Watch highlights of the milestone Transfer of Command ceremony that made Chris Hadfield the first Canadian Commander of the International Space Station.
A revised version of David Bowie's Space Oddity, recorded by Commander Chris Hadfield on board the International Space Station.
In June 1992, Hadfield was selected, along with 3 others, from among 5330 applicants for the CANADIAN SPACE AGENCY (CSA). He and Marc GARNEAU were assigned to NASA's Johnson Space Center in Houston to train astronauts who operate shuttle systems, including the CANADARM, and perform spacewalks. Hadfield became the first Canadian among the support team at the Kennedy Space Center in Florida. He also participated in redesigning and modernizing the cockpit displays for the shuttle's flight deck instruments.
In November 1995, Hadfield flew on STS-74 as Mission Specialist 1 on the space shuttle Atlantis and was the primary Canadarm operator. It was the second of 7 planned dockings between the shuttle and the Russian space station Mir and one of the shuttle program's most technically complex missions. Hadfield played a key role in helping to assemble the tunnel that linked Atlantis with Mir. Using the Canadarm, he lifted the 4100-kg Russian-built docking module out of its cradle, tilted it to a vertical position and aligned it just a few centimetres over the entry hatch leading inside the shuttle. Once the tunnel was installed, the 4 Americans and one Canadian on Atlantis mingled with the 2 Russians and one German on Mir. Hadfield was the first Canadian mission specialist, the first Canadian to operate the Canadarm in orbit, and the only Canadian to board Mir. A musician himself, Hadfield brought the Mir crew a special gift: a compact guitar with earphones.
After his flight, Hadfield was assigned to be "CAPCOM" (Capsule Communicator in Mission Control) for mission STS-77, on which Marc Garneau flew as a mission specialist in May 1996. Hadfield was NASA's Chief CAPCOM for 25 shuttle missions. From 1996-2000 he was the chief astronaut for the CSA.
In April 2001 Hadfield was Mission Specialist 1 on STS-100 International Space Station (ISS) assembly Flight 6A. The crew of Space Shuttle Endeavour delivered and installed Canadarm2 and the Italian-made resupply module Raffaello. During the 11-day flight, Hadfield performed 2 spacewalks, the first Canadian to do so. In total, he spent 14 hours, 54 minutes outside the spacecraft, travelling 10 times around the world.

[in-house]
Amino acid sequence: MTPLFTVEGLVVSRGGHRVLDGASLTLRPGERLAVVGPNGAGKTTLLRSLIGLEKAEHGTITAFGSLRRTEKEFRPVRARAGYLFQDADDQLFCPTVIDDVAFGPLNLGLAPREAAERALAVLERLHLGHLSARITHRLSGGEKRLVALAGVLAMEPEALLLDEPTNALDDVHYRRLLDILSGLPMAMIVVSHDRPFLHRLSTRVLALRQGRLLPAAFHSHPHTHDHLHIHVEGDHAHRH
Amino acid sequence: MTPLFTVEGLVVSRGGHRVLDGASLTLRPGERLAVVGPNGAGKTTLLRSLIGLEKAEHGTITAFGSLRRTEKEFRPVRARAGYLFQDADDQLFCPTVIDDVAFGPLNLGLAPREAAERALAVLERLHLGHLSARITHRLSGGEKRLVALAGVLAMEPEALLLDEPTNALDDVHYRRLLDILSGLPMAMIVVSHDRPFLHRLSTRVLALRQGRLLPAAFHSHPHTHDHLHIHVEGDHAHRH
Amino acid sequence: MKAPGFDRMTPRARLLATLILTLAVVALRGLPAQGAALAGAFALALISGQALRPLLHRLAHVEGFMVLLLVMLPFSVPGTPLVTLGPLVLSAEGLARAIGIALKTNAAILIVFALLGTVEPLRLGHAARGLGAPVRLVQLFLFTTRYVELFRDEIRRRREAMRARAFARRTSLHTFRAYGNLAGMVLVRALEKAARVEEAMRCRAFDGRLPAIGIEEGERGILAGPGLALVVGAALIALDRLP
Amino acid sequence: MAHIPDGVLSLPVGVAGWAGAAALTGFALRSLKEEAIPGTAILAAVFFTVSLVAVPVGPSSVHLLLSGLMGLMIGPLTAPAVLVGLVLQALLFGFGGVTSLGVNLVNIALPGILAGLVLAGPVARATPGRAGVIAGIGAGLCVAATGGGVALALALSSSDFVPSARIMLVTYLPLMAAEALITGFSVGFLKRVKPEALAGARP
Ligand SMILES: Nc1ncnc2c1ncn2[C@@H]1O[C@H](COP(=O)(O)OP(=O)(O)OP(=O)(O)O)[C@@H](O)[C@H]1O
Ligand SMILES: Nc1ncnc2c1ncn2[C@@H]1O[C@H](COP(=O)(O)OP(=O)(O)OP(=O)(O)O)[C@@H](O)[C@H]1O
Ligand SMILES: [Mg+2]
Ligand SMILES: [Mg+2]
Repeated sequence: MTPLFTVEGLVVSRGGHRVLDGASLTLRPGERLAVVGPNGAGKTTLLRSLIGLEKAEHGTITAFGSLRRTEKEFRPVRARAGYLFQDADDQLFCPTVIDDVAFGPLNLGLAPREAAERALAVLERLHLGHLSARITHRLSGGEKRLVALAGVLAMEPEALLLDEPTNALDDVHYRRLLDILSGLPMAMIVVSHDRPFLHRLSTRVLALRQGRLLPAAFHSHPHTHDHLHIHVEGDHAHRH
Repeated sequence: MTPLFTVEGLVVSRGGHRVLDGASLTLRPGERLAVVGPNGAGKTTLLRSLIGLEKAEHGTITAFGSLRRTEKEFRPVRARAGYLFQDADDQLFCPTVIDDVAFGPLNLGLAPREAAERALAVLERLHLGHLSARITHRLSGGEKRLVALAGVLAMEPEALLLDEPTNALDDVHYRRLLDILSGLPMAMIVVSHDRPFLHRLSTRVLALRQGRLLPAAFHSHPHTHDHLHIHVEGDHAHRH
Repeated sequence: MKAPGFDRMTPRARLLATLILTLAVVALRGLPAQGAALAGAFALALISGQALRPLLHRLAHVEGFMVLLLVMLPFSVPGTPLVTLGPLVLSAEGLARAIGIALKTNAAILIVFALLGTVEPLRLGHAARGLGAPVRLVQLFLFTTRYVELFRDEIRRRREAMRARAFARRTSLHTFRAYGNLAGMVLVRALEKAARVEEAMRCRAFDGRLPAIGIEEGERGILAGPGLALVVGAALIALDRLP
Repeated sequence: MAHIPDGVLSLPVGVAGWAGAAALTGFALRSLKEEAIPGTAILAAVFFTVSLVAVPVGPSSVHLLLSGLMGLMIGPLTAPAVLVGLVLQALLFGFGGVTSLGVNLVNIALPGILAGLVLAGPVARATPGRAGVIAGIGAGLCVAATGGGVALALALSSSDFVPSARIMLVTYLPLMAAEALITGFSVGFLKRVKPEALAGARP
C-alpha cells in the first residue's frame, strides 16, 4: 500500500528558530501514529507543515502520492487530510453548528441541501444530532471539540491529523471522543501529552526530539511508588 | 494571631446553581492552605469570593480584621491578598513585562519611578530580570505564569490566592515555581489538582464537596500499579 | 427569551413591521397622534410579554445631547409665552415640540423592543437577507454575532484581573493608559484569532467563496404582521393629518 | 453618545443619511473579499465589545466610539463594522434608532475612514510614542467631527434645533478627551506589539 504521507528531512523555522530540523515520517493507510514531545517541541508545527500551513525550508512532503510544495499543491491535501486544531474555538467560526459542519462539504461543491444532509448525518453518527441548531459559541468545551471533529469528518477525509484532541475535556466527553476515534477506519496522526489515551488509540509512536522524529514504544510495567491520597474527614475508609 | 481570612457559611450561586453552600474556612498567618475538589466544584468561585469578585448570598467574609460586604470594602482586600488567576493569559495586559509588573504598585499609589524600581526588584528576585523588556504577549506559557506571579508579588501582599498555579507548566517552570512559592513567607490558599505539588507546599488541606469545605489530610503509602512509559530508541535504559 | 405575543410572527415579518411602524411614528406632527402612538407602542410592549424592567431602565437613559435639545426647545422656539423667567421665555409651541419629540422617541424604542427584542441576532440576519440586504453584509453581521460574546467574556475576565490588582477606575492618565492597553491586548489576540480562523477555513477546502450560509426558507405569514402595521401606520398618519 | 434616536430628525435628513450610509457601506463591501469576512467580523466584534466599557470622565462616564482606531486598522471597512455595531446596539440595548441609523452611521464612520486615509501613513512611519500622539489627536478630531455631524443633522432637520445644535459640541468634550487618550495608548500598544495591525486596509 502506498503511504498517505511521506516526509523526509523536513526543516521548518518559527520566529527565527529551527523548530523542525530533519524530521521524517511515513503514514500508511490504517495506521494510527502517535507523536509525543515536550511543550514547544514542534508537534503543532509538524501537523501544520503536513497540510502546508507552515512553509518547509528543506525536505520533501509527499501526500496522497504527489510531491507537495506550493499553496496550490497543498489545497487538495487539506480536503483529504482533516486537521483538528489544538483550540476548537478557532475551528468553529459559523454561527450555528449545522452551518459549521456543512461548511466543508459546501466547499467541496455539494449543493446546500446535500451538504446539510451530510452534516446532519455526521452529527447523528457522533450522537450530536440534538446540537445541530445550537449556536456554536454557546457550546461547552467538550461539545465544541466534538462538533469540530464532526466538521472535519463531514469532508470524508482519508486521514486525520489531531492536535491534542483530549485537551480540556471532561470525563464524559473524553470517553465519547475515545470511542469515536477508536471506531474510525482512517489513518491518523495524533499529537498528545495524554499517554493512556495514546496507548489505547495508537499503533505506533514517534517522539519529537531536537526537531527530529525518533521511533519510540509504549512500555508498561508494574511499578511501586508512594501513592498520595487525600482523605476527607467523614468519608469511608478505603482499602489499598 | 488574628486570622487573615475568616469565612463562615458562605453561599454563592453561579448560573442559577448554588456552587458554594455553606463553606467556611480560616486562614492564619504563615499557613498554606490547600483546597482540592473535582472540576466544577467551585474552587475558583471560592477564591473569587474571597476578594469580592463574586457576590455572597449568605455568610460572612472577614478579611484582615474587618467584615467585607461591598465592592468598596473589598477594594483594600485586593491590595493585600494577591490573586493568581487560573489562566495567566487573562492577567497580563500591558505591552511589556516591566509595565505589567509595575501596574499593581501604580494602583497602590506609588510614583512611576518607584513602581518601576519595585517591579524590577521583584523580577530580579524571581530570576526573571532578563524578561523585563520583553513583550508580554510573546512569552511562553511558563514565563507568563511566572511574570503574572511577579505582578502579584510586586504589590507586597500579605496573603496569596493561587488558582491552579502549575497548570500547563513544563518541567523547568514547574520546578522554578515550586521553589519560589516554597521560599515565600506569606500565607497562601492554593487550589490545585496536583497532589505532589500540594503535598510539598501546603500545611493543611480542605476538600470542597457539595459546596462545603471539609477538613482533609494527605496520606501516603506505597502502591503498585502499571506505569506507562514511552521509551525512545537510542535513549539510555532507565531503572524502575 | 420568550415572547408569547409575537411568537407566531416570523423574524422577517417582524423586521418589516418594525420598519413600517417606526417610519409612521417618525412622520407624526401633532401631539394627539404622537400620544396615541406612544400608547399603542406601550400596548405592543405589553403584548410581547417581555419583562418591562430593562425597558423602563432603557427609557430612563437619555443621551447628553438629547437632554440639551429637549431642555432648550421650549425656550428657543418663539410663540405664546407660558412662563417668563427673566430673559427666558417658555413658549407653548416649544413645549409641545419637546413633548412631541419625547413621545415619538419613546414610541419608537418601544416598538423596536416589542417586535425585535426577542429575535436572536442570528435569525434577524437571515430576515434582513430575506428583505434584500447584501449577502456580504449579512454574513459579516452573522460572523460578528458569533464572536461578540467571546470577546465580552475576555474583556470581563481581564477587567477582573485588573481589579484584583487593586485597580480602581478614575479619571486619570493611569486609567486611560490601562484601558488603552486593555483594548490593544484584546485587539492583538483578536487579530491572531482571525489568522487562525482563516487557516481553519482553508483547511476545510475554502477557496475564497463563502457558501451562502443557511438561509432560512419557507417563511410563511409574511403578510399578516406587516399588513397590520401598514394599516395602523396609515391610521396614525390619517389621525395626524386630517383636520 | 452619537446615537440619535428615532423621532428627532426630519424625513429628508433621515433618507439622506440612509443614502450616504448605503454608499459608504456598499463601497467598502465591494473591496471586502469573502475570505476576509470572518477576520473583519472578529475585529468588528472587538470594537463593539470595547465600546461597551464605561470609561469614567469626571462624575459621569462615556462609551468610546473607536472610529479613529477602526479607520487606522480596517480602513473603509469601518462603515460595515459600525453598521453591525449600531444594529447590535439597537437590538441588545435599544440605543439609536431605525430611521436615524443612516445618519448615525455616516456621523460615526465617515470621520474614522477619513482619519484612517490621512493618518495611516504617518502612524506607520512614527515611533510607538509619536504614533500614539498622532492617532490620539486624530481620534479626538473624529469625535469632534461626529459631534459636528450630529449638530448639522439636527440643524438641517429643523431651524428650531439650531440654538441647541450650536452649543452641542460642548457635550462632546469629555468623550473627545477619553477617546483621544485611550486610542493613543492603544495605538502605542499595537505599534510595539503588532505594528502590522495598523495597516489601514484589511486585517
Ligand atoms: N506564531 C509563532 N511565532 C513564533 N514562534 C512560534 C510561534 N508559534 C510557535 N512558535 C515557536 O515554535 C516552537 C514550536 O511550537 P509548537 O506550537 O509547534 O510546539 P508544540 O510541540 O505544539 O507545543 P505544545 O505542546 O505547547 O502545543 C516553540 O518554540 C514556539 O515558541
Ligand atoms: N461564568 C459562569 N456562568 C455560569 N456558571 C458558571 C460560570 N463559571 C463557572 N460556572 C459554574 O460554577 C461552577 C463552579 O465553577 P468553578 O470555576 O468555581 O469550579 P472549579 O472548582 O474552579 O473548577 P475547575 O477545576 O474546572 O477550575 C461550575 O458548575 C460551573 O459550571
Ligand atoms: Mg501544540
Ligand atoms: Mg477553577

Hadfield's next posting was to Star City, Russia, where from 2001-2003 he was the Director of Operations for NASA at the Yuri Gagarin Cosmonaut Training Centre (GCTC). His work included coordinating and directing all International Space Station crew activities in Russia, overseeing crew and support staff training, and negotiating policy with the Russian space program and international partners.
In 2003, after 25 years with the Canadian Air Force and having attained the rank of colonel, Hadfield became a civilian CSA astronaut assigned to positions at the Johnson Space Center in Houston, Texas, 2003-2008.
Between 2008 and 2009, Hadfield was the backup for Dr. Bob THIRSK for Expedition 20/21, a long-duration spaceflight, training to live and work for up to 6 months on board the ISS. After that assignment, he supported the ISS Operations Branch and developed emergency procedures for the ISS.
NASA initiated the NASA Extreme Environment Mission Operations (NEEMO) program in 2001, conducting undersea missions at an underwater facility off the coast of Florida to test concepts of exploration and living in extreme environments. Chris Hadfield commanded NEEMO 14, in May 2010, using the ocean floor to simulate exploration missions to asteroids, moons and Mars to gain a better understanding of how astronauts interact with equipment including advanced spacesuits, a lander, a rover and robotic arms.
In June 2010, Hadfield was part of the research team at Pavilion Lake, 420 km northeast of Vancouver. It is one of the few places on Earth where microbialites are found. Hadfield's role was to understand how the microbialites formed to possibly make it easier to identify potential forms of life on future missions to Mars.
In September 2010, Chris Hadfield was assigned to Expedition 34/35, to be conducted in 2012. He will launch aboard the Russian Soyuz to take part in a long-duration spaceflight aboard the ISS. In March 2013, during the second portion of his 6-month stay in space, he will be the first Canadian to command a spaceship when he becomes the commander of the International Space Station.
Author LYDIA DOTTO Revised: LAURA NEILSON
Links to Other Sites
Chris Hadfield Astronaut Mission
Follow astronaut Chris Hadfield's 2013 mission on the International Space Station. From the Canadian Space Agency.
Canadian Chris Hadfield blasts off into space for 3rd time
A CBC News story about astronaut Chris Hadfield, the 1st Canadian commander of the International Space Station. See also media clips of Hadfield working in space.
Chris Hadfield Astronaut Mission - Expedition 34/35
This multimedia site is devoted to astronaut Chris Hadfield's mission to the International Space Station in 2012 - 2013. From the Canadian Space Agency.
Astronaut Chris Hadfield on a spacewalk, mission STS-100
A photograph of Chris Hadfield in a space suit during a spacewalk. Click on the link to the right of the image to view his biography. From the Canadian Space Agency.
NASA's HD Live video from the International Space Station including internal views when the crew is on-duty and Earth views at other times. The video is accompanied by audio of conversations between the crew and Mission Control.
Chris Hadfield and Ed Robertson prepare to premiere a song from space
A blog about Ed Robertson and Chris Hadfield teaming up to write the song for Music Monday, a day to celebrate the importance of music and education. From CBC Music.